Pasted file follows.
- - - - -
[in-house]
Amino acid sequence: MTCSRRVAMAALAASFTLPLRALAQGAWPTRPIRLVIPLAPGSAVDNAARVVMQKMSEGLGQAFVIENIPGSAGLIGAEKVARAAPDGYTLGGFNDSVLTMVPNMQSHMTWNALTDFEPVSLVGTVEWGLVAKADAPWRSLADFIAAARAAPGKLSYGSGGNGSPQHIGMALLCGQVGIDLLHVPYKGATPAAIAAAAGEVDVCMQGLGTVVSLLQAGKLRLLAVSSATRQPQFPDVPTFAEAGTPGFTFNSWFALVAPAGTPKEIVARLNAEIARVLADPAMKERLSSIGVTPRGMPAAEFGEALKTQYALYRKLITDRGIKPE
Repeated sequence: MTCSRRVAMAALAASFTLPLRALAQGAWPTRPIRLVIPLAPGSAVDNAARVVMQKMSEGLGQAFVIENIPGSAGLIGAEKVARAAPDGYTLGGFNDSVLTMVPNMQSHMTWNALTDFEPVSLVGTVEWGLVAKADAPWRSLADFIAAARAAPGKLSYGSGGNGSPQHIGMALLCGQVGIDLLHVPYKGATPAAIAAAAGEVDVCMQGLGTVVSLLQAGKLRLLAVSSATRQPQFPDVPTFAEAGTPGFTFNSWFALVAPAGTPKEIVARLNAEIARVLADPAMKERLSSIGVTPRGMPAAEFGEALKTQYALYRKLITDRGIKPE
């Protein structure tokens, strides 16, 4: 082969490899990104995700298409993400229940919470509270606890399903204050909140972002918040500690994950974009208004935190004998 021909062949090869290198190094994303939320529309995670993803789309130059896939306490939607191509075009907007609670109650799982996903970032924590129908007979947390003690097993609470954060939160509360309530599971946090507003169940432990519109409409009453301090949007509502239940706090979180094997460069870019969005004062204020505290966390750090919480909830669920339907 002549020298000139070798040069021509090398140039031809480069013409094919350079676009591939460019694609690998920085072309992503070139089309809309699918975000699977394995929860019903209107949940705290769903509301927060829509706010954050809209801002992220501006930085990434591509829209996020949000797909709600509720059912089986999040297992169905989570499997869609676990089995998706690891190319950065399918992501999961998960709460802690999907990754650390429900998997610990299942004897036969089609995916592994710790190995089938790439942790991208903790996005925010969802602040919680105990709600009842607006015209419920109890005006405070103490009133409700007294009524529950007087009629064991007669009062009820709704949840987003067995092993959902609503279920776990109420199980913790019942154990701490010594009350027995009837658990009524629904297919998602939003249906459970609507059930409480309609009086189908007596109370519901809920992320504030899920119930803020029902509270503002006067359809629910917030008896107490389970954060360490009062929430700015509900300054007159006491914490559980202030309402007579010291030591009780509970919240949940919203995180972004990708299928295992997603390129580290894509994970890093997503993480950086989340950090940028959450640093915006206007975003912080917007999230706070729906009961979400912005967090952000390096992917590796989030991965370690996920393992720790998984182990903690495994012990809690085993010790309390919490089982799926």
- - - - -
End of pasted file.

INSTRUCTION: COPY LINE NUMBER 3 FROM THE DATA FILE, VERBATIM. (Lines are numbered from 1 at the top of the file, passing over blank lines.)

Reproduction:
Repeated sequence: MTCSRRVAMAALAASFTLPLRALAQGAWPTRPIRLVIPLAPGSAVDNAARVVMQKMSEGLGQAFVIENIPGSAGLIGAEKVARAAPDGYTLGGFNDSVLTMVPNMQSHMTWNALTDFEPVSLVGTVEWGLVAKADAPWRSLADFIAAARAAPGKLSYGSGGNGSPQHIGMALLCGQVGIDLLHVPYKGATPAAIAAAAGEVDVCMQGLGTVVSLLQAGKLRLLAVSSATRQPQFPDVPTFAEAGTPGFTFNSWFALVAPAGTPKEIVARLNAEIARVLADPAMKERLSSIGVTPRGMPAAEFGEALKTQYALYRKLITDRGIKPE